ITHACA, N.Y. — At this month’s city of Ithaca Planning and Economic Development Committee (PEDC) meeting, two big things served as the meat of the discussion: the revisions to the Green Street Garage RFP and the Nines historic landmarking, which after a heated discussion, was sent to Common Council on a 3-2 vote.
It wasn’t totally congruent with the public comments, which could generally be divided up between the Nines and the Parks Master Plan (residents near to Maple Grove Park plan to adopt the space to keep it from ending up “alienated” and determined surplus), but they’re important topics. Let’s have a look.
Revisions to the Green Street Garage RFP
Recap time. Readers may recall that the naming of Rimland-Peak as preferred developer went awry at the last Ithaca Urban Renewal Agency (IURA); with concerns about transparency and process, it was decided to reopen the RFP to any other potentially interested parties, of which according to IURA Director Nels Bohn, at least three additional teams have expressed interest, though not necessarily submitted qualifications to apply, which are due by the end of the month.
The PEDC’s role in this is that they offer suggested revision to the original RFP so that it’s something that aligns with the goal of the city. This can actually be a bit tricky – you want enough suggestions to suggest a variety of options as well as meet a number of city goals; but ask for too much and you may not have any willing developers if you demand everything, or no one will be satisfied by a “pick and choose” plan. Even if it were just rebuilding the garage, the city ends up looking bad.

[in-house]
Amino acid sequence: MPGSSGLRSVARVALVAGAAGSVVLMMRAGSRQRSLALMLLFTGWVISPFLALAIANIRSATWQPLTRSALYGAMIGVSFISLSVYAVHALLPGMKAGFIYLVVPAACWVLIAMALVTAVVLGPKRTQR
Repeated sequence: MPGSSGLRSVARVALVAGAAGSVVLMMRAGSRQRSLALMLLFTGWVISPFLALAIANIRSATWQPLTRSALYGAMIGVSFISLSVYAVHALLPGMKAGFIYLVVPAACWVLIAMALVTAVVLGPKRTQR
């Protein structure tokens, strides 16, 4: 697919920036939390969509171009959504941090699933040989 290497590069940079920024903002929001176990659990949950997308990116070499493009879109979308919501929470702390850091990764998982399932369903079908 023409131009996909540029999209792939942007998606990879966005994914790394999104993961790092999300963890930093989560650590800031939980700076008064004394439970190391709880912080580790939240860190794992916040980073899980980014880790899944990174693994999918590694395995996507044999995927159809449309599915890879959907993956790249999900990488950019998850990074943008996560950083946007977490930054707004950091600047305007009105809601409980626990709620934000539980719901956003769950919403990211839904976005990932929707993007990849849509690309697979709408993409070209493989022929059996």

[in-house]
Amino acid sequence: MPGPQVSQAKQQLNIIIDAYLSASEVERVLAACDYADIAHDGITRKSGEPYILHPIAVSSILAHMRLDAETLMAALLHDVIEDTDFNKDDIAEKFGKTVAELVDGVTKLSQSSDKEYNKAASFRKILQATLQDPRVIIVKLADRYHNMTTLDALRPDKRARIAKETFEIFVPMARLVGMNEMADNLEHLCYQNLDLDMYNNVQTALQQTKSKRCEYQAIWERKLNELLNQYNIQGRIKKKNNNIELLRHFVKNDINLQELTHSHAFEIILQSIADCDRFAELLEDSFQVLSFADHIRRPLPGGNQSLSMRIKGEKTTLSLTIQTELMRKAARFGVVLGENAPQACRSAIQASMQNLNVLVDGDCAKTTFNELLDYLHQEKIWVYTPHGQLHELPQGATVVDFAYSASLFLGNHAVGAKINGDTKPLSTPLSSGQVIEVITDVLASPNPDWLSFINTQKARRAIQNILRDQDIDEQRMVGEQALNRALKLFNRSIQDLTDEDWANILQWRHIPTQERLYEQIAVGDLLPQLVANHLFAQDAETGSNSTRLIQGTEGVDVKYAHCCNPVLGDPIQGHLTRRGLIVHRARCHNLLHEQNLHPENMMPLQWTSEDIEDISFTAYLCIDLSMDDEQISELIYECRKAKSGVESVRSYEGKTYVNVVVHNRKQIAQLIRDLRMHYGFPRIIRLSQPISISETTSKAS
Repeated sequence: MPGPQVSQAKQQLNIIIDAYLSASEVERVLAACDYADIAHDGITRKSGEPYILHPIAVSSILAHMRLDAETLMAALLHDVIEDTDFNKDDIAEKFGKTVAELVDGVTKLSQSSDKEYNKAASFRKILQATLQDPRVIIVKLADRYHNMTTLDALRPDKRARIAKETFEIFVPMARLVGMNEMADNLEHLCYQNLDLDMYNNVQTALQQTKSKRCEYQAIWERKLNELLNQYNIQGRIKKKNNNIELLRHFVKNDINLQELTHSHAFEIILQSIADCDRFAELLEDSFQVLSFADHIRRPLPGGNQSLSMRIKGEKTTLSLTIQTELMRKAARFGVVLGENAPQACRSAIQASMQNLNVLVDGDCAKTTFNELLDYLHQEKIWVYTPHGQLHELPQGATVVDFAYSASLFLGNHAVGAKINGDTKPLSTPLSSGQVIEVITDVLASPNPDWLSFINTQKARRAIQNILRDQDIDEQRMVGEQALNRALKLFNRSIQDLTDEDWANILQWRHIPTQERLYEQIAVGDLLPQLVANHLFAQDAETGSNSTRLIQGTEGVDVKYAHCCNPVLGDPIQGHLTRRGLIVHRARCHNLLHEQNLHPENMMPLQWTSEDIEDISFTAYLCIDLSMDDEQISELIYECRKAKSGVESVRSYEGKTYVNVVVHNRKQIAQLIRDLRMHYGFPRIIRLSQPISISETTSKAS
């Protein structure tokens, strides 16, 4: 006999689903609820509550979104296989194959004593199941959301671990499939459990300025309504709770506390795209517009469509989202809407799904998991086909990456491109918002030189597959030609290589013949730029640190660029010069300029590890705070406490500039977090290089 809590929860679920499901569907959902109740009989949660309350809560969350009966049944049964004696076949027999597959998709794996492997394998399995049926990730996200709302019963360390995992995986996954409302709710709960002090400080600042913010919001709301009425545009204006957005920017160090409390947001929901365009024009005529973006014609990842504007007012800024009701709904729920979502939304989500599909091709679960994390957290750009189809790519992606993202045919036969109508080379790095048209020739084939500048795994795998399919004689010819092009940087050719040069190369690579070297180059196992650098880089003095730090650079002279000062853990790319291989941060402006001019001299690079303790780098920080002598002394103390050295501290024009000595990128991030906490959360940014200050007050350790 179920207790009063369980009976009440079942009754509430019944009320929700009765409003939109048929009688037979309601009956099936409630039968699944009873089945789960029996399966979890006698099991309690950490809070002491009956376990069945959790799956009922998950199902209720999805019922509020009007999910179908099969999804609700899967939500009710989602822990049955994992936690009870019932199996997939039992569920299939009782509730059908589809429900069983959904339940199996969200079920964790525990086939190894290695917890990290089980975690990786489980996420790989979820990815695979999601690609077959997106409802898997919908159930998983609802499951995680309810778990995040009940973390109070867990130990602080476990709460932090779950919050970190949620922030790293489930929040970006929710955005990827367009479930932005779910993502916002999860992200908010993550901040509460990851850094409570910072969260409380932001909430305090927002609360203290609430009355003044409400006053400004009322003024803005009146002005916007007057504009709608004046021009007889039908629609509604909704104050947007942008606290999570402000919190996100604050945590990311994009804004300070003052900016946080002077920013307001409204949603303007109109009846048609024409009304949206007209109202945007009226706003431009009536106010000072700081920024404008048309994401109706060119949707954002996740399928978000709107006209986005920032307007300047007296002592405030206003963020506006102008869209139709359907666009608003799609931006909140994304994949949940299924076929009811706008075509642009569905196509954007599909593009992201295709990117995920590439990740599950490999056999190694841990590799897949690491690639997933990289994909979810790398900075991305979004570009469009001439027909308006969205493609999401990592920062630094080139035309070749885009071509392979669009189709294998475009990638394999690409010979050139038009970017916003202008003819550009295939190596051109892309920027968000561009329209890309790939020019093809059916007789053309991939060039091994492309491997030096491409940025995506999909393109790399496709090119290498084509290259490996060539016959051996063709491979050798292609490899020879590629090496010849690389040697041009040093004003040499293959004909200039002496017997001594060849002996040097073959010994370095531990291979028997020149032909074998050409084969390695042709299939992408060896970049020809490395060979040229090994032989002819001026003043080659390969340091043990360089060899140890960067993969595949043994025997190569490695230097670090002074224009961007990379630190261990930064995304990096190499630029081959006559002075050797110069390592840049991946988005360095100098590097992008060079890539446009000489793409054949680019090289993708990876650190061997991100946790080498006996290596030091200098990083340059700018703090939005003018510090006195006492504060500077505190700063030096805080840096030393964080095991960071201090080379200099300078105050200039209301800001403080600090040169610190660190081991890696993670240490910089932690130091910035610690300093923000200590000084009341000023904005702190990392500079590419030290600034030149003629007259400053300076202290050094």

To be honest, simply rebuilding the garage is the last of the city’s desires. No one will do for them, garages aren’t usually covered by federal grants, and the city is staring down a $17 million price tag just to rebuild the Green Street Garage – and according to city transportation engineer Tim Logue, it only has perhaps two years of safe, useful life left in its wings, particularly the west wing of the structure. If/when that time comes, large sections (hundreds of parking spaces) will have to be shut down.
Here’s the spark notes version of the revised RFP, in order of importance: minimum 50 affordable housing units of varying sizes, because percentages are too easy to game. Rebuilt parking structure; and then either conference center space, or a new city hall.
Yes, that’s right. It was introduced out of the blue. “This is a pipe dream, I’d like to add a future city hall, incorporate a city hall into the project. This (current city hall’s) parcel could then be freed and redeveloped for housing…thinking of that as a staged process,” said councilor Cynthia Brock (D-1st Ward).